Muslims are targeted using what Currie called a “highly intrusive, high-tech surveillance system” that uses tools like facial recognition software, monitoring apps, GPS devices, tens of thousands of newly hired police, and compulsory collection of biometric data like iris scans and DNA samples.

The letter, addressed to Secretary of State Mike Pompeo and Treasury Secretary Steven Mnuchin, points specifically to which Chinese officials and companies it says should be sanctioned. At the top of the list is the Chinese Communist Party Secretary for the region Chen Quanguo, who previously served in Tibet for five years and oversaw a similar crackdown there, according to the Jamestown Foundation, a foreign policy research group based in Washington, D.C., created to support Soviet defectors.

An ethnic Uyghur shopkeeper works next to a Chinese flag at his shop, June 29, 2017, in the old town of Kashgar, in the far western Xinjiang province, China.
Kevin Frayer/Getty Images

“No Chinese official or business complicit in what is happening in the XUAR should profit from access to the United States or the U.S. financial system,” the lawmakers write in their letter.

Among the companies they call out are Hikvision and Dahua Technology, that have together been given a total of $1.2 billion in government contracts to help build the surveillance state in Xianjing.

The letter’s signatories include close allies of the Trump administration like Republicans Marco Rubio of Florida and Tom Cotton of Arkansas, as well as leading Democrats like the Senate Foreign Relations Committee’s ranking member Bob Menendez of New Jersey, and former ranking member Ben Cardin of Maryland.

Ahead of the State Department's first-ever summit on religious freedom last month, Pompeo wrote an op-ed in USA Today about the crackdown on religious freedom around the world. About China, he wrote, "Chinese authorities are likely detaining, at least, hundreds of thousands of Uighurs and other Muslim minorities in internment camps in Xinjiang.”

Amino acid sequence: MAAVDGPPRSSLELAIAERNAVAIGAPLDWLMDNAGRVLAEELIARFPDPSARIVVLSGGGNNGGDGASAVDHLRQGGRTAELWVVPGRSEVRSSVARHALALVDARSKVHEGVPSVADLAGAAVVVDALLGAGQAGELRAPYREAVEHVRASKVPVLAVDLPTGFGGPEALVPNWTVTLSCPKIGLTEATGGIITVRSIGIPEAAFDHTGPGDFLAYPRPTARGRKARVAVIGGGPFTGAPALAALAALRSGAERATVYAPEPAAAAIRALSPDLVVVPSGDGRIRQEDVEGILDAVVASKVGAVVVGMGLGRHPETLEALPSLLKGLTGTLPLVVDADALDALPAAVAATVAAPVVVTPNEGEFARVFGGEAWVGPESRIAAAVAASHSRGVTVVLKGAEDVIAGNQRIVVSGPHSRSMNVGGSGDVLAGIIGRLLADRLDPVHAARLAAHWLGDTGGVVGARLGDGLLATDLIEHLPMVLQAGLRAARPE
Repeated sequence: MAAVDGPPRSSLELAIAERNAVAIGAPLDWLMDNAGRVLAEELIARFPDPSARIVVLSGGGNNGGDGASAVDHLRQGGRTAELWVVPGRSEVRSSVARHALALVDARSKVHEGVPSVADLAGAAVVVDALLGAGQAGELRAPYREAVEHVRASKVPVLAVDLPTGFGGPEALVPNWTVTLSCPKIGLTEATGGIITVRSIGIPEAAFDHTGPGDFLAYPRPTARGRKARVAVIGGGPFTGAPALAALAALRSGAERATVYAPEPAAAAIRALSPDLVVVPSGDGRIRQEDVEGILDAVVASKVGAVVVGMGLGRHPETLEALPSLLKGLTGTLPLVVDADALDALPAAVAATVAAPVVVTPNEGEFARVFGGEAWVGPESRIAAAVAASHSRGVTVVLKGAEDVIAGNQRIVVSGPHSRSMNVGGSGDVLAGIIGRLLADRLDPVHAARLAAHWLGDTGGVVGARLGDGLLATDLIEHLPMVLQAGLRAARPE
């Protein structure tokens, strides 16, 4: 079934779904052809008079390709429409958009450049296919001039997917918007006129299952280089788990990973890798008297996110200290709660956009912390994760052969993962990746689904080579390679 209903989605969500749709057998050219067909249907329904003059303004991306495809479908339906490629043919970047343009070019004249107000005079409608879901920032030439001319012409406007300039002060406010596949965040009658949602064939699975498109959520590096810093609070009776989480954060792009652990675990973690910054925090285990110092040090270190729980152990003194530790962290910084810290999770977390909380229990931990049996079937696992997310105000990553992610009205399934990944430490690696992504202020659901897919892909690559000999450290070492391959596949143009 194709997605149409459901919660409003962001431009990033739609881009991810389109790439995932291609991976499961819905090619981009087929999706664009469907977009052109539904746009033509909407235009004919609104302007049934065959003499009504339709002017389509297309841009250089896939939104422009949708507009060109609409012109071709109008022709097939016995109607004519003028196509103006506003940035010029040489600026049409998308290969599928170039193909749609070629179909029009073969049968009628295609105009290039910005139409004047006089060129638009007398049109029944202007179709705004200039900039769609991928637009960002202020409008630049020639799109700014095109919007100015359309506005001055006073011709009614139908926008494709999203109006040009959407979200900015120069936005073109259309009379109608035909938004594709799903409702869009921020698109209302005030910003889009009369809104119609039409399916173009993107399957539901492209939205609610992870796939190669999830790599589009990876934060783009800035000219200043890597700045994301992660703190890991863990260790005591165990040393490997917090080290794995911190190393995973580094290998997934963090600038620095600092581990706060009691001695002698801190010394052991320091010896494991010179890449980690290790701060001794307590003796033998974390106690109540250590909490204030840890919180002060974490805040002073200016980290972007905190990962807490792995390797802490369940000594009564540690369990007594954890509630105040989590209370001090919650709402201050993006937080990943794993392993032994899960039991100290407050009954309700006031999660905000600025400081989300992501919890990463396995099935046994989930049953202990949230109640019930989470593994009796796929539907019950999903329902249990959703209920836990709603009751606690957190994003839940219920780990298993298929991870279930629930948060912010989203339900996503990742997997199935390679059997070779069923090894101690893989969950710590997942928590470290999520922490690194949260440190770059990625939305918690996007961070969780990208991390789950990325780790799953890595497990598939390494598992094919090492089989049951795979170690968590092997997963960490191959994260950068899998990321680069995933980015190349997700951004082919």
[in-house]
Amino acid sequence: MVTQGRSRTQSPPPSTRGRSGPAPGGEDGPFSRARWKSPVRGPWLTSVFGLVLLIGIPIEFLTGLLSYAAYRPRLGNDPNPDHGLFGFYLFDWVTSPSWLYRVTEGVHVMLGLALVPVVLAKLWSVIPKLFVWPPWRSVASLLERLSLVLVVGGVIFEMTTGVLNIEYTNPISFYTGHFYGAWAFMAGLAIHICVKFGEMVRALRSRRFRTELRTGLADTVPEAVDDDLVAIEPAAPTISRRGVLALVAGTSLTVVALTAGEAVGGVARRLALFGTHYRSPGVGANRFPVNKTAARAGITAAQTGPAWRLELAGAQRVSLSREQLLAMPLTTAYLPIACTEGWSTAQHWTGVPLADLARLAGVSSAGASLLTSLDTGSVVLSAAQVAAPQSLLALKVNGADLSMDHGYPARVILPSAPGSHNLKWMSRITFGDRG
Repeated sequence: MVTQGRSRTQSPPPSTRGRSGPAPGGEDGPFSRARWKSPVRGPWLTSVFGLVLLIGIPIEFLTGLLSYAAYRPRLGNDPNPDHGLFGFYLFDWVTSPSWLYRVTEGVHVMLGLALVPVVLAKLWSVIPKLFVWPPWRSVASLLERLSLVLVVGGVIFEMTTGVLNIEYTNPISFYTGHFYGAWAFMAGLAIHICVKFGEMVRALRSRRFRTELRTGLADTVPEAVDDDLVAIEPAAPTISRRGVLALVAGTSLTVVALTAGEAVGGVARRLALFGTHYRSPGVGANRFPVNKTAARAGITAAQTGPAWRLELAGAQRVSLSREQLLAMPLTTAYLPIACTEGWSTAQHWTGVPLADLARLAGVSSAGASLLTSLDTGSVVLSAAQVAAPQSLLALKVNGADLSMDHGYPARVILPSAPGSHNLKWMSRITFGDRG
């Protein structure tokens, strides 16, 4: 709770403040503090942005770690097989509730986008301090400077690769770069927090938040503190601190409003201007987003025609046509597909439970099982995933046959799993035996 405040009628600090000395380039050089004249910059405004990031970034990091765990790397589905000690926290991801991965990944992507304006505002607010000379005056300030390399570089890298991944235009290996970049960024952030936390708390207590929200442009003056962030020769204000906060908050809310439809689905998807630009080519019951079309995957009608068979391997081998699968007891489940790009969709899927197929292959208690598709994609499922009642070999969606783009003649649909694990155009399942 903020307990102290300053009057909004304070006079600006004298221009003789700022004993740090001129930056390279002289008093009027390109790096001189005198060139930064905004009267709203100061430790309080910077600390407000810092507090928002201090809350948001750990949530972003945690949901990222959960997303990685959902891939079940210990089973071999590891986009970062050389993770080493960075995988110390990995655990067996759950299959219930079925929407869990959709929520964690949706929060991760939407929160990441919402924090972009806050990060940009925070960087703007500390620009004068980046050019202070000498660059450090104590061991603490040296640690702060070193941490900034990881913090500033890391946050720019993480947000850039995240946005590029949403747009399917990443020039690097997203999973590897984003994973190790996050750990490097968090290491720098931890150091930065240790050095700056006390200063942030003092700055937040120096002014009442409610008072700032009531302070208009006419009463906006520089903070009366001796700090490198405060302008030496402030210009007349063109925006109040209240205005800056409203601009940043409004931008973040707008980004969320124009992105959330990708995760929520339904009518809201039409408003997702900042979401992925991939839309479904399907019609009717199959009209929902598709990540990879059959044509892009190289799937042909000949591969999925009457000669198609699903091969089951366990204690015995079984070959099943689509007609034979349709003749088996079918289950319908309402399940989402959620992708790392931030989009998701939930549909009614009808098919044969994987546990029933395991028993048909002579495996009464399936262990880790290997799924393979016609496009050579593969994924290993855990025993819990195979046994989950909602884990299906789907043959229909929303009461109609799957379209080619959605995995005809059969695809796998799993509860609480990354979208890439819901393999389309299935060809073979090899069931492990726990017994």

Two weeks ago, the State Department raised that public estimate, telling ABC News in a statement, “The number of individuals held in detention may possibly number in the millions.”

That number echoed the findings of a U.N. human rights panel.

“Upwards of a million people are being held in so called counter extremism centers and another two million have been forced into so-called re-education camps for political and cultural indoctrination,” said Gay McDougall, a member of the U.N. Committee on the Elimination of Racial Discrimination, also known as CERD.

McDougall laid out the extent of the crackdown -- sweeping arrests without charges for even the simplest expression of ethno-religious identity, mass surveillance with mandatory collection of biometric data like DNA samples and iris scans, and the confiscation of travel documents, requiring people to apply for permission to leave the province.

Chinese Foreign Minister Wang Yi and U.S. Secretary of State Mike Pompeo shake hands during a brief press conference in the Benjamin Franklin Room at the State Department's headquarters on May 23, 2018, in Washington, D.C.
The Asahi Shimbun via Getty Images

The region “resembles a massive internment camp that is shrouded in secrecy -- a sort of a no-rights zone ... [where] members of that Uighur minority group along with others that are identified as Muslims are being treated as inmates of the state based solely on their ethno-religious identity,” McDougall said.

China blamed the outcry on “anti-China forces” for what it called “unwarranted charges” and “distorted reports.”

Related Topics